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Stars

The Interior of a Star

Non-degenerate stars have a simple structure. The core is the hottest and most dense region of a star. As one moves away from the star's center, both the density and the temperature of the star drop, until one reaches the star's photosphere, where the star's radiation freely escapes into space. The core of the Sun, for instance, is about 15 million degrees, while the surface temperature is effectively 5778°.

Stars evolve over extremely long times. Main sequence stars evolving on times longer than 2 million years, and in the case of stars smaller that the Sun, on times longer than 10 billion years. A three solar mass red giant burns its core hydrogen in about 250 million years, and it burns its core helium in about 100 million years. The shortest time scales are for stars transiting from the core burning of one type of element to the core burning of the next heavier element. For instance, a 3 solar mass star transits from the core burning of hydrogen to the core burning of helium in about 10 million years. On these time scales, the structure of most stars is static, and the pressure at any radius within the star is equal to the pressure exerted by the weight of the overlying layers. This means that the pressure in a star is greatest at its core, and it drops as one moves out from the core to the star's surface.

A star is composed of plasma, which is a gas containing free electrons. The plasma at the core of a star is fully ionized, so that no electrons in the plasma are bound to atomic nuclei. The pressure in a fully ionized plasma is related to the temperature and density by the ideal gas law: P = n k T, where P is the pressure, n is the number density of the plasma (the number of electrons and nuclei per unit volume), k is the Boltzmann constant, and T is the temperature. Away from the stellar core, where the temperature is lower, some of the electrons are bound to nuclei. The plasma in this case departs from the ideal gas law because of the energy states of the bound electrons.

Gas, however, is not the only source of pressure within a star; the radiation trapped within the star also exerts a pressure. In parts of very massive stars, the radiation pressure exceeds the gas pressure.

Energy in a star is transported to the surface through one of two mechanisms: radiative diffusion and convection. A third mechanism, thermal conduction, is unimportant in stars. For most stars, both radiative diffusion and convection are at work. For instance, in a star smaller than the Sun, energy is transporting through the core by radiative diffusion, but energy is transported through the outer by convection. In contrast, in a very massive star, energy is transported through the core by convection, and it is transported through the outer layers by radiative transport.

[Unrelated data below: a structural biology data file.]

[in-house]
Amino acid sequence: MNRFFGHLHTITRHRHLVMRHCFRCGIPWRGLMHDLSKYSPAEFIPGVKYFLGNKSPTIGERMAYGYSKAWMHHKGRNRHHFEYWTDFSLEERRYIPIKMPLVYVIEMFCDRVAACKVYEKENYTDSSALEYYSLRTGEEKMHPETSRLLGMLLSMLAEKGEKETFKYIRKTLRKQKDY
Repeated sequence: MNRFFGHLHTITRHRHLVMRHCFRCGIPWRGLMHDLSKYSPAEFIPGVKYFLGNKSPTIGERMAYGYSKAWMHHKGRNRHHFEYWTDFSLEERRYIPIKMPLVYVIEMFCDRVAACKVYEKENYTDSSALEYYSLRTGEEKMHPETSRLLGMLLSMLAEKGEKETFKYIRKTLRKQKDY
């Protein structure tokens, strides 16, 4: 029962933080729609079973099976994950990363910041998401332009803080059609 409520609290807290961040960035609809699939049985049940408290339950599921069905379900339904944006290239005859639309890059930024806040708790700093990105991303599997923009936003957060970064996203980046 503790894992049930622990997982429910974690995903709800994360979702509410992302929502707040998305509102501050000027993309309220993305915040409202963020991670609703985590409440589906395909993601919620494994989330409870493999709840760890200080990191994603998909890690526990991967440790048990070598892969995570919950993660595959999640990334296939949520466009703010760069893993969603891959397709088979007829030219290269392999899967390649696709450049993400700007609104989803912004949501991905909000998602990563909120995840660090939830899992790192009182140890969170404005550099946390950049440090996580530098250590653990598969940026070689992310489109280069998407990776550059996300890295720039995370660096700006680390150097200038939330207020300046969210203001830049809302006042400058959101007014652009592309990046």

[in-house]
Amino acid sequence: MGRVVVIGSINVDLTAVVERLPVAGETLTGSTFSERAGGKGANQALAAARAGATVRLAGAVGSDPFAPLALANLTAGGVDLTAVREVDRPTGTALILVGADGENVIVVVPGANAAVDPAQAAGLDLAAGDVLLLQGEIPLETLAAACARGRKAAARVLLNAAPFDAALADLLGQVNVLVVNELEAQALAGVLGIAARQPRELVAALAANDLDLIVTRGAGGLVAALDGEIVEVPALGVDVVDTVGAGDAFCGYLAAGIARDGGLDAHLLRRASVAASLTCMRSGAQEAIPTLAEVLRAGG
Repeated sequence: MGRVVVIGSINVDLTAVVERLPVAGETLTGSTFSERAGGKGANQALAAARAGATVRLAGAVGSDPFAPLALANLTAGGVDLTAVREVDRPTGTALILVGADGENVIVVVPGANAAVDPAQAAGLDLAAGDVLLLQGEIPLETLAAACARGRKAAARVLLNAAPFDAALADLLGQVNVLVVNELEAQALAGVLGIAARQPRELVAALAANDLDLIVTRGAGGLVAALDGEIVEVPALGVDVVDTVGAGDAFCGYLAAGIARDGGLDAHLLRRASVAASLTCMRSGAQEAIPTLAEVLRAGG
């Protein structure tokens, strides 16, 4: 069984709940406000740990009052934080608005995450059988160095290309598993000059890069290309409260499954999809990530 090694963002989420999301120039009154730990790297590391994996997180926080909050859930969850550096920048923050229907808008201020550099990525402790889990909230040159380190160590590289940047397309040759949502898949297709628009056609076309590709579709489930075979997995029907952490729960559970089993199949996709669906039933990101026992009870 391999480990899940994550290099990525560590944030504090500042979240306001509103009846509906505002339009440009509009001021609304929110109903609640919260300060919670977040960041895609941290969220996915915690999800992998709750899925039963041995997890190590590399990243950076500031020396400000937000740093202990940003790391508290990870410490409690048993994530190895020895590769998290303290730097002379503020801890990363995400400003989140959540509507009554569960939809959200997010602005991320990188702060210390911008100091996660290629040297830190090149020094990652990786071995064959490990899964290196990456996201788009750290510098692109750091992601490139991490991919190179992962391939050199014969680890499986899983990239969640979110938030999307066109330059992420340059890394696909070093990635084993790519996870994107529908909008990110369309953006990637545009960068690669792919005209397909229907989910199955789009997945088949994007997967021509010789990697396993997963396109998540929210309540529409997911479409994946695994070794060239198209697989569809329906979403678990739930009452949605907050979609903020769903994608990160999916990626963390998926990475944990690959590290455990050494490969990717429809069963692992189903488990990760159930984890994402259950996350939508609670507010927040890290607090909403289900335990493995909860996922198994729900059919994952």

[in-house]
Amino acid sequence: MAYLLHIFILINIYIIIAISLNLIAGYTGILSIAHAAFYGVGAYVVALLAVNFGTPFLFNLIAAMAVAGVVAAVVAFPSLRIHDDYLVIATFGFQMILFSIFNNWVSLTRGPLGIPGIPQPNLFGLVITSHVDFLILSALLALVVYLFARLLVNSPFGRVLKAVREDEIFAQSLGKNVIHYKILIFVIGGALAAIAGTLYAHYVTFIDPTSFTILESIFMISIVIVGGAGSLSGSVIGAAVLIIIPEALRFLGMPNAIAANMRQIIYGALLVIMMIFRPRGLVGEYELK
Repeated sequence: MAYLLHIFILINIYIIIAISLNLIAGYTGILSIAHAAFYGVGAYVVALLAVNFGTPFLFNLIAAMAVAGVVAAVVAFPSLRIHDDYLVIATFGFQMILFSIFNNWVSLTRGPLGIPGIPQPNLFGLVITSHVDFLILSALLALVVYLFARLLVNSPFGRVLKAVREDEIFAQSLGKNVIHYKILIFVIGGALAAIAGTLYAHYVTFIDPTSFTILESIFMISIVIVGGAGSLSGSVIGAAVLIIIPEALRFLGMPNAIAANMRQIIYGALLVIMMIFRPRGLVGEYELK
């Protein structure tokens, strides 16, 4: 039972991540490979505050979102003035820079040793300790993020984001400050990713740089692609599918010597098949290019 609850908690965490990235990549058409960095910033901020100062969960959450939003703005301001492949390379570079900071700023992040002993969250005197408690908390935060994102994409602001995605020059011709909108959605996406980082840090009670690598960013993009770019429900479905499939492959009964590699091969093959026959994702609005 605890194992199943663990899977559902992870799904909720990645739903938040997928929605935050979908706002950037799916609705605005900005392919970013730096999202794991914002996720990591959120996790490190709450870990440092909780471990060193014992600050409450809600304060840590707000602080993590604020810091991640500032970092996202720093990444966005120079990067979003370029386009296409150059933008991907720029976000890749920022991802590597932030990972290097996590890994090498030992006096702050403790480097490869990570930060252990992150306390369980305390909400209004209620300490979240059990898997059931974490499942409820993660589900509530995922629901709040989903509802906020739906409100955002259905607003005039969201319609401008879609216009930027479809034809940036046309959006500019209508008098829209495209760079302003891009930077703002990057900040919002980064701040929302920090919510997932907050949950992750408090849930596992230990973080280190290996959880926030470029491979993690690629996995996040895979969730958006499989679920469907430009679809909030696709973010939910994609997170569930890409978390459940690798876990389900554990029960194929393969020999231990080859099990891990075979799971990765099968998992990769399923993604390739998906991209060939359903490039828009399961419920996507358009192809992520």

These two transport mechanisms have a second important impact on stellar structure: when convection is present, the elements in that layer are uniformly mixed, but when radiative diffusion is present, the elements in a layer become stratified, particularly if nuclear fusion is occurring in this layer.

So where does the nuclear fusion occur? For most of a star's life, nuclear fusion occurs at a star's core. This is particularly true of main sequence stars; at the cores of these stars nuclear fusion is converting hydrogen into helium. In later stages, when a star is a red giant, core nuclear fusion converts helium into carbon and oxygen, and later in life, core fusion converts carbon and oxygen into a variety of heavier elements.

But nuclear fusion also occurs in one or more shells away from the core, and for short intervals during the evolution of a star, nuclear fusion only occurs in shell. The shells of nuclear fusion lie at the radii where the composition of a star changes. Once a star burns all of its core hydrogen, it has a core of pure helium surrounded by a mixture of hydrogen and helium; the fusion of hydrogen into helium occurs at the transition between these two regions. If there is a transition from pure helium to carbon and heavier elements, then a shell where helium fusion occurs can arise. The nuclear fusion in these shell produce a substantial amount of energy, and they continue the chemical transformation of the star from light elements to heavier elements.

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